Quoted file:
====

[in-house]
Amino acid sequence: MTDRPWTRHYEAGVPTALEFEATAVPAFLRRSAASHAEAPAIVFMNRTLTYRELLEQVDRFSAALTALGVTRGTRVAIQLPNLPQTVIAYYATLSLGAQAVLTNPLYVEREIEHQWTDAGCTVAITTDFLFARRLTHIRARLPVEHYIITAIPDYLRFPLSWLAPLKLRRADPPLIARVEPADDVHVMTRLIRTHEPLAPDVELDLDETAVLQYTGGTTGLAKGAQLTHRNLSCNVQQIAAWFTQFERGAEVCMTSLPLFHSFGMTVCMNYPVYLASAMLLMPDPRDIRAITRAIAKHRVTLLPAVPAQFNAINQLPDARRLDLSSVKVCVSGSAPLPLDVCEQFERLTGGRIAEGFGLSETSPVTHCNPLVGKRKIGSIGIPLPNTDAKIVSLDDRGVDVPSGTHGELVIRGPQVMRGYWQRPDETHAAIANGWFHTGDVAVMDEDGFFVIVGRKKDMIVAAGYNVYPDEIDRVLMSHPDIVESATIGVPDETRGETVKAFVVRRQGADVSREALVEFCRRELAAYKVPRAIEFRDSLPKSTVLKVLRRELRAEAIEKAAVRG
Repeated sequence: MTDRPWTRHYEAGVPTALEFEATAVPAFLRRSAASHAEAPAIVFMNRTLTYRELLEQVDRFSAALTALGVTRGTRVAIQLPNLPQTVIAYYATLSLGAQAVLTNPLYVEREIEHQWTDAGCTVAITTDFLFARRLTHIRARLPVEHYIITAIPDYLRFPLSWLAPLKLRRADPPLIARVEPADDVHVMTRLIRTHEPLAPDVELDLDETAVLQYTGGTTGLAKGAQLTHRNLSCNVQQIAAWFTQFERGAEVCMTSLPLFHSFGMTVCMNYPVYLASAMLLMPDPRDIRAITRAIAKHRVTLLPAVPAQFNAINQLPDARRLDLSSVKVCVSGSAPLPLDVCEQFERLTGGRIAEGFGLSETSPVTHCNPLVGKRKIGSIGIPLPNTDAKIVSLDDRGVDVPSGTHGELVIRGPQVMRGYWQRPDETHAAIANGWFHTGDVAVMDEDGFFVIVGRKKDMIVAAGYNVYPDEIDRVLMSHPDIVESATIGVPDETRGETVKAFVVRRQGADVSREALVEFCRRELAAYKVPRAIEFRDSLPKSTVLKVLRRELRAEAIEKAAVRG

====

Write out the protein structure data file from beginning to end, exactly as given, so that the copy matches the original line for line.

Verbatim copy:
[in-house]
Amino acid sequence: MTDRPWTRHYEAGVPTALEFEATAVPAFLRRSAASHAEAPAIVFMNRTLTYRELLEQVDRFSAALTALGVTRGTRVAIQLPNLPQTVIAYYATLSLGAQAVLTNPLYVEREIEHQWTDAGCTVAITTDFLFARRLTHIRARLPVEHYIITAIPDYLRFPLSWLAPLKLRRADPPLIARVEPADDVHVMTRLIRTHEPLAPDVELDLDETAVLQYTGGTTGLAKGAQLTHRNLSCNVQQIAAWFTQFERGAEVCMTSLPLFHSFGMTVCMNYPVYLASAMLLMPDPRDIRAITRAIAKHRVTLLPAVPAQFNAINQLPDARRLDLSSVKVCVSGSAPLPLDVCEQFERLTGGRIAEGFGLSETSPVTHCNPLVGKRKIGSIGIPLPNTDAKIVSLDDRGVDVPSGTHGELVIRGPQVMRGYWQRPDETHAAIANGWFHTGDVAVMDEDGFFVIVGRKKDMIVAAGYNVYPDEIDRVLMSHPDIVESATIGVPDETRGETVKAFVVRRQGADVSREALVEFCRRELAAYKVPRAIEFRDSLPKSTVLKVLRRELRAEAIEKAAVRG
Repeated sequence: MTDRPWTRHYEAGVPTALEFEATAVPAFLRRSAASHAEAPAIVFMNRTLTYRELLEQVDRFSAALTALGVTRGTRVAIQLPNLPQTVIAYYATLSLGAQAVLTNPLYVEREIEHQWTDAGCTVAITTDFLFARRLTHIRARLPVEHYIITAIPDYLRFPLSWLAPLKLRRADPPLIARVEPADDVHVMTRLIRTHEPLAPDVELDLDETAVLQYTGGTTGLAKGAQLTHRNLSCNVQQIAAWFTQFERGAEVCMTSLPLFHSFGMTVCMNYPVYLASAMLLMPDPRDIRAITRAIAKHRVTLLPAVPAQFNAINQLPDARRLDLSSVKVCVSGSAPLPLDVCEQFERLTGGRIAEGFGLSETSPVTHCNPLVGKRKIGSIGIPLPNTDAKIVSLDDRGVDVPSGTHGELVIRGPQVMRGYWQRPDETHAAIANGWFHTGDVAVMDEDGFFVIVGRKKDMIVAAGYNVYPDEIDRVLMSHPDIVESATIGVPDETRGETVKAFVVRRQGADVSREALVEFCRRELAAYKVPRAIEFRDSLPKSTVLKVLRRELRAEAIEKAAVRG